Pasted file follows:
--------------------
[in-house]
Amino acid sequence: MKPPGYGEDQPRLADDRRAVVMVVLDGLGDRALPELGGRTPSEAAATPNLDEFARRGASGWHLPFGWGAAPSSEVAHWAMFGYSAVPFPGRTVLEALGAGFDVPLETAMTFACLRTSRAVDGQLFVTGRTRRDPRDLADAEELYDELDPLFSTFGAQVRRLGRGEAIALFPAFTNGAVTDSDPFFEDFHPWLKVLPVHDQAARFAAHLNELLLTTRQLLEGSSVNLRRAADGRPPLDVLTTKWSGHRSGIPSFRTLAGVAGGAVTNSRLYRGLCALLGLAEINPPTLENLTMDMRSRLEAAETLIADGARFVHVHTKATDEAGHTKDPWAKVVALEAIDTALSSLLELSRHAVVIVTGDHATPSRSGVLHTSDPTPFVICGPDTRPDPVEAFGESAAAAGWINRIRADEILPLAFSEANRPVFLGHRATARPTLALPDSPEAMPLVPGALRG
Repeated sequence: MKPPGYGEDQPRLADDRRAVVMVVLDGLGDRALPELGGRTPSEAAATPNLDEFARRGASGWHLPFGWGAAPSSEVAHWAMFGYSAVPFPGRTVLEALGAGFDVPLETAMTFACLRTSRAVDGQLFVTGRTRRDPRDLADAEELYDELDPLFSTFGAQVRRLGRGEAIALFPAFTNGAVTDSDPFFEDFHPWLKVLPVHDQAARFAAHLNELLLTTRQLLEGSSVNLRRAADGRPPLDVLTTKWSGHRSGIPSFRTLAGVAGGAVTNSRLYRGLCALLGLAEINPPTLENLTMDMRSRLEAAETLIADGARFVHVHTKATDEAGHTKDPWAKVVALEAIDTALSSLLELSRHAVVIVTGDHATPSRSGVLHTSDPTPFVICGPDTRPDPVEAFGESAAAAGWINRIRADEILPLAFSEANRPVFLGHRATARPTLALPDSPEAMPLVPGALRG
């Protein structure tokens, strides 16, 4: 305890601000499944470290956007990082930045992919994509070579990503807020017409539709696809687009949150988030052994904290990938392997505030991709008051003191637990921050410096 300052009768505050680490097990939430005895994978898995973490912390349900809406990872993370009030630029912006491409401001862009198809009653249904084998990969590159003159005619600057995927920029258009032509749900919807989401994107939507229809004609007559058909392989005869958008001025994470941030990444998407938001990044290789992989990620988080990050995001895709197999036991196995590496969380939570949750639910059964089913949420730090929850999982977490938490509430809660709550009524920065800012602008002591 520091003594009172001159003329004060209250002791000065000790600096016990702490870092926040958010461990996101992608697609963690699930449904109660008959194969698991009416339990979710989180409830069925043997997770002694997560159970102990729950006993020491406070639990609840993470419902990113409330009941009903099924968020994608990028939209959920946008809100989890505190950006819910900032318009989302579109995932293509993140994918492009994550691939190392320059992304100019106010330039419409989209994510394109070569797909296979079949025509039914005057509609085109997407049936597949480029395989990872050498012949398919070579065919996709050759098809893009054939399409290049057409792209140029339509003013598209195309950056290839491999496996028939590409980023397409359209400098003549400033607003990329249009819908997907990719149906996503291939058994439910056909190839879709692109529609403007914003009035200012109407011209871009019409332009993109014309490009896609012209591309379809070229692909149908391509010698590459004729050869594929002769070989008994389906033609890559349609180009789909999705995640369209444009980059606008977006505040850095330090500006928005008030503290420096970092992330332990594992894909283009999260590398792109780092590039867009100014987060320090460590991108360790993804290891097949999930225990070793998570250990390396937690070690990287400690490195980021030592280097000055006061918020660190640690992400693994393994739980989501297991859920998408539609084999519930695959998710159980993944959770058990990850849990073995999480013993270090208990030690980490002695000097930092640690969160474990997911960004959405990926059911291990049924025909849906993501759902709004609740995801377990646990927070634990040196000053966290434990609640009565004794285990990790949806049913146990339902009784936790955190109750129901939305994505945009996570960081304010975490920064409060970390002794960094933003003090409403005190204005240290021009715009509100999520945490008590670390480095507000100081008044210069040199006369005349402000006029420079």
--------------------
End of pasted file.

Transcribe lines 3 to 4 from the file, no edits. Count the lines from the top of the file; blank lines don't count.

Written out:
Repeated sequence: MKPPGYGEDQPRLADDRRAVVMVVLDGLGDRALPELGGRTPSEAAATPNLDEFARRGASGWHLPFGWGAAPSSEVAHWAMFGYSAVPFPGRTVLEALGAGFDVPLETAMTFACLRTSRAVDGQLFVTGRTRRDPRDLADAEELYDELDPLFSTFGAQVRRLGRGEAIALFPAFTNGAVTDSDPFFEDFHPWLKVLPVHDQAARFAAHLNELLLTTRQLLEGSSVNLRRAADGRPPLDVLTTKWSGHRSGIPSFRTLAGVAGGAVTNSRLYRGLCALLGLAEINPPTLENLTMDMRSRLEAAETLIADGARFVHVHTKATDEAGHTKDPWAKVVALEAIDTALSSLLELSRHAVVIVTGDHATPSRSGVLHTSDPTPFVICGPDTRPDPVEAFGESAAAAGWINRIRADEILPLAFSEANRPVFLGHRATARPTLALPDSPEAMPLVPGALRG
């Protein structure tokens, strides 16, 4: 305890601000499944470290956007990082930045992919994509070579990503807020017409539709696809687009949150988030052994904290990938392997505030991709008051003191637990921050410096 300052009768505050680490097990939430005895994978898995973490912390349900809406990872993370009030630029912006491409401001862009198809009653249904084998990969590159003159005619600057995927920029258009032509749900919807989401994107939507229809004609007559058909392989005869958008001025994470941030990444998407938001990044290789992989990620988080990050995001895709197999036991196995590496969380939570949750639910059964089913949420730090929850999982977490938490509430809660709550009524920065800012602008002591 520091003594009172001159003329004060209250002791000065000790600096016990702490870092926040958010461990996101992608697609963690699930449904109660008959194969698991009416339990979710989180409830069925043997997770002694997560159970102990729950006993020491406070639990609840993470419902990113409330009941009903099924968020994608990028939209959920946008809100989890505190950006819910900032318009989302579109995932293509993140994918492009994550691939190392320059992304100019106010330039419409989209994510394109070569797909296979079949025509039914005057509609085109997407049936597949480029395989990872050498012949398919070579065919996709050759098809893009054939399409290049057409792209140029339509003013598209195309950056290839491999496996028939590409980023397409359209400098003549400033607003990329249009819908997907990719149906996503291939058994439910056909190839879709692109529609403007914003009035200012109407011209871009019409332009993109014309490009896609012209591309379809070229692909149908391509010698590459004729050869594929002769070989008994389906033609890559349609180009789909999705995640369209444009980059606008977006505040850095330090500006928005008030503290420096970092992330332990594992894909283009999260590398792109780092590039867009100014987060320090460590991108360790993804290891097949999930225990070793998570250990390396937690070690990287400690490195980021030592280097000055006061918020660190640690992400693994393994739980989501297991859920998408539609084999519930695959998710159980993944959770058990990850849990073995999480013993270090208990030690980490002695000097930092640690969160474990997911960004959405990926059911291990049924025909849906993501759902709004609740995801377990646990927070634990040196000053966290434990609640009565004794285990990790949806049913146990339902009784936790955190109750129901939305994505945009996570960081304010975490920064409060970390002794960094933003003090409403005190204005240290021009715009509100999520945490008590670390480095507000100081008044210069040199006369005349402000006029420079």